‘A Boob’s Life: Leslie Lehr Tells Us About Her Latest Book

Showbiz Cheat Sheet chatted with Leslie Lehr, author of the book A Boob’s Life. Here’s what she had to say about her latest project.

Showbiz Cheat Sheet: What inspired you to write this book?

Leslie Lehr | Russell Baer
Leslie Lehr | Russell Baer

Leslie Lehr: My nipples were cross-eyed! I got out of the shower, ready for a romantic evening with my husband, then saw them in the mirror and was furious. I’d just recovered from breast cancer and was happy to be alive. But after a lifetime of being flat and faux, suckled and saggy, radiated and reconstructed, I wanted them to be perfect. My husband accused me of being obsessed. I was insulted. The TV was on, and David Letterman made a boob joke, which made me even angrier.

I could track every major event of my life by my breasts. From breast envy to breastfeeding to breast implants to breast cancer–this body part had a huge impact for all women. I had to admit, my husband was right. I am obsessed. But why?

I couldn’t sleep. I started googling and found books on biology and body image and breast cancer – but no one book that covered a whole life. I started looking at history and politics and advertising and TV shows from a new perspective. Turns out, we’re all obsessed. I needed to know how it happened.

Most people think everyone in the world loves breasts, that it’s biological, but that’s not entirely true. America has had a unique history with breasts that happens to parallel my life exactly. By tracking what was happening as I grew up, I hoped to understand how I became obsessed–and decide what to do about my cross-eyed nipples. Did I need to fix them? Were they broken? Turns out, that the way we view breasts, the part of a woman that enters the room first, has influenced both men and women in profound and surprising ways.

CS: What advice would you give to women who are insecure about their breasts?

LL: You are not alone! I’ve been insecure about my boobs ever since I found my father’s Playboy magazine when I was six years old. When I was 36, my mother said I was “deformed.” We were at Victoria’s Secret shopping for a bra for me to wear under a beautiful dress she bought for my birthday.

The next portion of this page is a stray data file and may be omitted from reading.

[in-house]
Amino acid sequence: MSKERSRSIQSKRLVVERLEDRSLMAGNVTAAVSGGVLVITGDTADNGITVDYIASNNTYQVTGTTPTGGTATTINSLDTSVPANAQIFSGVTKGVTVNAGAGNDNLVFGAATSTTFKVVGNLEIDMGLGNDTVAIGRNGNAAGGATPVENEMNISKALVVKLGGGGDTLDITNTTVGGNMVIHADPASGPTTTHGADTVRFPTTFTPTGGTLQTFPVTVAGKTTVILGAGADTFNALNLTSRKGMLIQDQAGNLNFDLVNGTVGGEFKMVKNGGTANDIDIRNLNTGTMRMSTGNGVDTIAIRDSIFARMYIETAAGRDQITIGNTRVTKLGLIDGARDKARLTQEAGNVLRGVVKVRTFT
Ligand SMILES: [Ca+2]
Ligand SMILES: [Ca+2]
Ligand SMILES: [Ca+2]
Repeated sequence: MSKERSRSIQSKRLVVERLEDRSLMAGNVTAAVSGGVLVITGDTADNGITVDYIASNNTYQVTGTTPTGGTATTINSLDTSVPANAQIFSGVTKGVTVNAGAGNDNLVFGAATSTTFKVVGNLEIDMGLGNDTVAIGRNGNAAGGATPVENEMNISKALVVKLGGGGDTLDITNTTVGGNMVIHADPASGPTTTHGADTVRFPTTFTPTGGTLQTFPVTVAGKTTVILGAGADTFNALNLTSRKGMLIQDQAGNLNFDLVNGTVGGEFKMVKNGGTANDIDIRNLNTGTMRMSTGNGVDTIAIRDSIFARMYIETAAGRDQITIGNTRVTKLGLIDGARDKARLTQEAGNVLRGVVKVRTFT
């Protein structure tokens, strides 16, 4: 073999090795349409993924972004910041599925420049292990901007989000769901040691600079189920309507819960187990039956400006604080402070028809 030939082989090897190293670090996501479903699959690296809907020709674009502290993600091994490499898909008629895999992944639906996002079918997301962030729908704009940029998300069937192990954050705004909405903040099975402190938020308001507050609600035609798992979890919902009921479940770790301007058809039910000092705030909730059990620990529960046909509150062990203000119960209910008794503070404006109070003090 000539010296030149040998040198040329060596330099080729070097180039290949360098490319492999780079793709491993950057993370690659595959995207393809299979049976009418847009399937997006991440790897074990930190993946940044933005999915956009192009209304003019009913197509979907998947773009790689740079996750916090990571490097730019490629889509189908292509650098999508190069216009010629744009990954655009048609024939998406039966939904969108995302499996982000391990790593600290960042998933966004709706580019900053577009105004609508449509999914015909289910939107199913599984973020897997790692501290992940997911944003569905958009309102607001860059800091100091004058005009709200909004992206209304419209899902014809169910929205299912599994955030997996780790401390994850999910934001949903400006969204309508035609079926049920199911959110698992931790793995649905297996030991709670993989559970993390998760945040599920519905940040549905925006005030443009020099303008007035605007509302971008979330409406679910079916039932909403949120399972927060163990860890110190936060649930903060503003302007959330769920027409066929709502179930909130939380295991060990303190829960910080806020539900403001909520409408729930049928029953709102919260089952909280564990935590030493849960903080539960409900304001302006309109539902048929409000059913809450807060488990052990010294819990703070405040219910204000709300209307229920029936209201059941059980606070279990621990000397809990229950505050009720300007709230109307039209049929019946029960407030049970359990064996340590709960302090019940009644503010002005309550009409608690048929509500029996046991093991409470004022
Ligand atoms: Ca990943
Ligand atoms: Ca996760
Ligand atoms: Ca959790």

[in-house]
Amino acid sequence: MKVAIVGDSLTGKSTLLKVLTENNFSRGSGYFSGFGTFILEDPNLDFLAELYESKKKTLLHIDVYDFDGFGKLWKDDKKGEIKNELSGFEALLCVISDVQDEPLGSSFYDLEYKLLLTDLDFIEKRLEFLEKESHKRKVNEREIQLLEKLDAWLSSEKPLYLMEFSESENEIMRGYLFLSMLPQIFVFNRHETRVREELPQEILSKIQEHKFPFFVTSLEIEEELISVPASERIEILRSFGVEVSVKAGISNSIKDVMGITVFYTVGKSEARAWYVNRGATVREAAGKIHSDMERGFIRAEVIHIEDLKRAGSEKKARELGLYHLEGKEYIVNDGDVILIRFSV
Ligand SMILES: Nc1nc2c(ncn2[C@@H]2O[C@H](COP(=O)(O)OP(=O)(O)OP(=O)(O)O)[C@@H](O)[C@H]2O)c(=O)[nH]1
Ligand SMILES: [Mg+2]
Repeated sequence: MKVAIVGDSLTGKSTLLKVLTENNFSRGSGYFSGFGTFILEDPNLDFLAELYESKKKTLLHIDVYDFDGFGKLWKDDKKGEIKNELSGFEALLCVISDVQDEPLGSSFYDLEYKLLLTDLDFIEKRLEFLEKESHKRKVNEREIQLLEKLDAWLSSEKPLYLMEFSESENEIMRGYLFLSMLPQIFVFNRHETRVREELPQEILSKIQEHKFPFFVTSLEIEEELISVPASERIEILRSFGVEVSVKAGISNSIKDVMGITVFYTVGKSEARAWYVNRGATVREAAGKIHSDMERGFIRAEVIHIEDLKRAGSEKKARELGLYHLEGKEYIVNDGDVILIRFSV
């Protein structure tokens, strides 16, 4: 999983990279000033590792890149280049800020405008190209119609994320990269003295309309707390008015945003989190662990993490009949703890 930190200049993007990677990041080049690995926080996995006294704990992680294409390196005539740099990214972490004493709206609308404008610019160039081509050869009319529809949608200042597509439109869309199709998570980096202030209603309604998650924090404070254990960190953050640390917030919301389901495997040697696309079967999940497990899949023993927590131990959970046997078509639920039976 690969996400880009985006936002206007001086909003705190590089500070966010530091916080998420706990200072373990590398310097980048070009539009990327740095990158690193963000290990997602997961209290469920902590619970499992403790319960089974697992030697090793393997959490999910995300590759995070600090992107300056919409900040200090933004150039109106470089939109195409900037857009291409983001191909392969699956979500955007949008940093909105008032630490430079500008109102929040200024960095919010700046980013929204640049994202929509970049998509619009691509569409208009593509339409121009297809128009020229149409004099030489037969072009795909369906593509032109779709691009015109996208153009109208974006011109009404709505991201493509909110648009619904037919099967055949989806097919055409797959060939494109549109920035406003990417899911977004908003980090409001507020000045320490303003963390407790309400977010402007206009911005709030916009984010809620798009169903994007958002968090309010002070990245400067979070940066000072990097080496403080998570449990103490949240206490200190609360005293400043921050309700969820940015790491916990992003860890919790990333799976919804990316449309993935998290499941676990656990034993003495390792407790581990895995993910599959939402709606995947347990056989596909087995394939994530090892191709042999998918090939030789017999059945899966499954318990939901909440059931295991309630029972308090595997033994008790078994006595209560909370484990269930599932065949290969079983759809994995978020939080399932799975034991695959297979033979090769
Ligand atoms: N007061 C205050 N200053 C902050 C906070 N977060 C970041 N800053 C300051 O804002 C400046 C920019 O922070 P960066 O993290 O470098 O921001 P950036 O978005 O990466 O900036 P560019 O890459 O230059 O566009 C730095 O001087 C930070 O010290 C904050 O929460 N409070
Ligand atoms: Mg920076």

After breastfeeding two kids, my nipples pointed down like Eeyore, the sad donkey in Winnie the Pooh. My mom was a PhD, a woman’s libber from the 1960s and 70s, but she had never nursed. Doctors back then insisted that formula was healthier for babies. So, her breasts were still pretty. And by pretty, I mean the way advertisements and magazines and movies teach us how breasts should look.

In the 1980s, plastic surgeons declared that small breasts are a “disease.” That paved the way for a booming industry. Breast augmentation has been the No. 1 elective surgery in America for some time, averaging 300,000 surgeries a year. Almost the same number of women get breast cancer every year – and it’s not related. Add the number of women going through the shape-changing stages of breastfeeding every year. How could we not be insecure?

Everyone has a boob story, even women who say they don’t care about their boobs. Too big, too small, too droopy–and most don’t match. Breasts are an undeniable symbol of womanhood, a true marker of identity that is complicated by America’s obsession with them. Intellectually, we know the images we see are inflated and airbrushed, but emotionally it’s impossible to detach from the culture we live in.

My advice? The more we can appreciate our breasts, and other women’s choices about them, the happier we’ll all be.

A Boob’s Life, which is set to be released March 2, 2021, can be pre-ordered now on Amazon. Stay tuned for more from our interview.

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